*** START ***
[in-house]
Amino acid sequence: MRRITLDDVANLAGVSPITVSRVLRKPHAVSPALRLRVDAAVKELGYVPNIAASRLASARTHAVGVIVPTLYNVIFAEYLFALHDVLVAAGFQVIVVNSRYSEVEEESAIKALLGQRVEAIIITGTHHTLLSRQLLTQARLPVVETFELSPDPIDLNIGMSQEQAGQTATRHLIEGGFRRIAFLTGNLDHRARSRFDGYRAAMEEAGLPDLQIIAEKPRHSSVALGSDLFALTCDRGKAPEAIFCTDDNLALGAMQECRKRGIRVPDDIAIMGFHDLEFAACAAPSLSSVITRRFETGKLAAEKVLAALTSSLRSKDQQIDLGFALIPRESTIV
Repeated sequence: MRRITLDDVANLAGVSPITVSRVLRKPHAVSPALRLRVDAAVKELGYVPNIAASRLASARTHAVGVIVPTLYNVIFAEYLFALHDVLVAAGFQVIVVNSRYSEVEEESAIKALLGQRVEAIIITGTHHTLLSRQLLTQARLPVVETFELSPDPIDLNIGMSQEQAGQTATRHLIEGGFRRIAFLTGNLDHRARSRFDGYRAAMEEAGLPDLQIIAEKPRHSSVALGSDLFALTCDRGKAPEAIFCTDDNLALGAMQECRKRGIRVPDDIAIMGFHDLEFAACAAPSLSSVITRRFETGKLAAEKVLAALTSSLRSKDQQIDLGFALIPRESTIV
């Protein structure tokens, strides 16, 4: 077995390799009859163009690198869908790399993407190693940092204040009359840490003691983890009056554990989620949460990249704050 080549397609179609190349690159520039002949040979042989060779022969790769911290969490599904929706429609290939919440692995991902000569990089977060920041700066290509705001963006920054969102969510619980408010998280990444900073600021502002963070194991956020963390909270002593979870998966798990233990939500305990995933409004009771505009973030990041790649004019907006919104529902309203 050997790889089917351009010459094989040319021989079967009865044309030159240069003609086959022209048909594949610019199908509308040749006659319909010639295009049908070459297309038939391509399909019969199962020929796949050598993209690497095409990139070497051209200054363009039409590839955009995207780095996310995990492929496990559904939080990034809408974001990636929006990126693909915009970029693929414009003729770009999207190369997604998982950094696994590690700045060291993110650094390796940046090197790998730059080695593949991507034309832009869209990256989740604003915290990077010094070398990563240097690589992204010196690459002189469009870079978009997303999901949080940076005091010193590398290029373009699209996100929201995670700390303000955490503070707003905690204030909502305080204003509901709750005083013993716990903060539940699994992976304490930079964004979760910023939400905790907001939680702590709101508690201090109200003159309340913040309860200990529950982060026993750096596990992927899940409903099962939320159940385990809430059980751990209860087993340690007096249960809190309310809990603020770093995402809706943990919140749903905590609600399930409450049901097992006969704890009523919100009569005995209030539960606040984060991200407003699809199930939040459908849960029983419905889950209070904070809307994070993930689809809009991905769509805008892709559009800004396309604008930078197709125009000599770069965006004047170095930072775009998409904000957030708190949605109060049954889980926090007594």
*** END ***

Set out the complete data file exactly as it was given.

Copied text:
[in-house]
Amino acid sequence: MRRITLDDVANLAGVSPITVSRVLRKPHAVSPALRLRVDAAVKELGYVPNIAASRLASARTHAVGVIVPTLYNVIFAEYLFALHDVLVAAGFQVIVVNSRYSEVEEESAIKALLGQRVEAIIITGTHHTLLSRQLLTQARLPVVETFELSPDPIDLNIGMSQEQAGQTATRHLIEGGFRRIAFLTGNLDHRARSRFDGYRAAMEEAGLPDLQIIAEKPRHSSVALGSDLFALTCDRGKAPEAIFCTDDNLALGAMQECRKRGIRVPDDIAIMGFHDLEFAACAAPSLSSVITRRFETGKLAAEKVLAALTSSLRSKDQQIDLGFALIPRESTIV
Repeated sequence: MRRITLDDVANLAGVSPITVSRVLRKPHAVSPALRLRVDAAVKELGYVPNIAASRLASARTHAVGVIVPTLYNVIFAEYLFALHDVLVAAGFQVIVVNSRYSEVEEESAIKALLGQRVEAIIITGTHHTLLSRQLLTQARLPVVETFELSPDPIDLNIGMSQEQAGQTATRHLIEGGFRRIAFLTGNLDHRARSRFDGYRAAMEEAGLPDLQIIAEKPRHSSVALGSDLFALTCDRGKAPEAIFCTDDNLALGAMQECRKRGIRVPDDIAIMGFHDLEFAACAAPSLSSVITRRFETGKLAAEKVLAALTSSLRSKDQQIDLGFALIPRESTIV
């Protein structure tokens, strides 16, 4: 077995390799009859163009690198869908790399993407190693940092204040009359840490003691983890009056554990989620949460990249704050 080549397609179609190349690159520039002949040979042989060779022969790769911290969490599904929706429609290939919440692995991902000569990089977060920041700066290509705001963006920054969102969510619980408010998280990444900073600021502002963070194991956020963390909270002593979870998966798990233990939500305990995933409004009771505009973030990041790649004019907006919104529902309203 050997790889089917351009010459094989040319021989079967009865044309030159240069003609086959022209048909594949610019199908509308040749006659319909010639295009049908070459297309038939391509399909019969199962020929796949050598993209690497095409990139070497051209200054363009039409590839955009995207780095996310995990492929496990559904939080990034809408974001990636929006990126693909915009970029693929414009003729770009999207190369997604998982950094696994590690700045060291993110650094390796940046090197790998730059080695593949991507034309832009869209990256989740604003915290990077010094070398990563240097690589992204010196690459002189469009870079978009997303999901949080940076005091010193590398290029373009699209996100929201995670700390303000955490503070707003905690204030909502305080204003509901709750005083013993716990903060539940699994992976304490930079964004979760910023939400905790907001939680702590709101508690201090109200003159309340913040309860200990529950982060026993750096596990992927899940409903099962939320159940385990809430059980751990209860087993340690007096249960809190309310809990603020770093995402809706943990919140749903905590609600399930409450049901097992006969704890009523919100009569005995209030539960606040984060991200407003699809199930939040459908849960029983419905889950209070904070809307994070993930689809809009991905769509805008892709559009800004396309604008930078197709125009000599770069965006004047170095930072775009998409904000957030708190949605109060049954889980926090007594």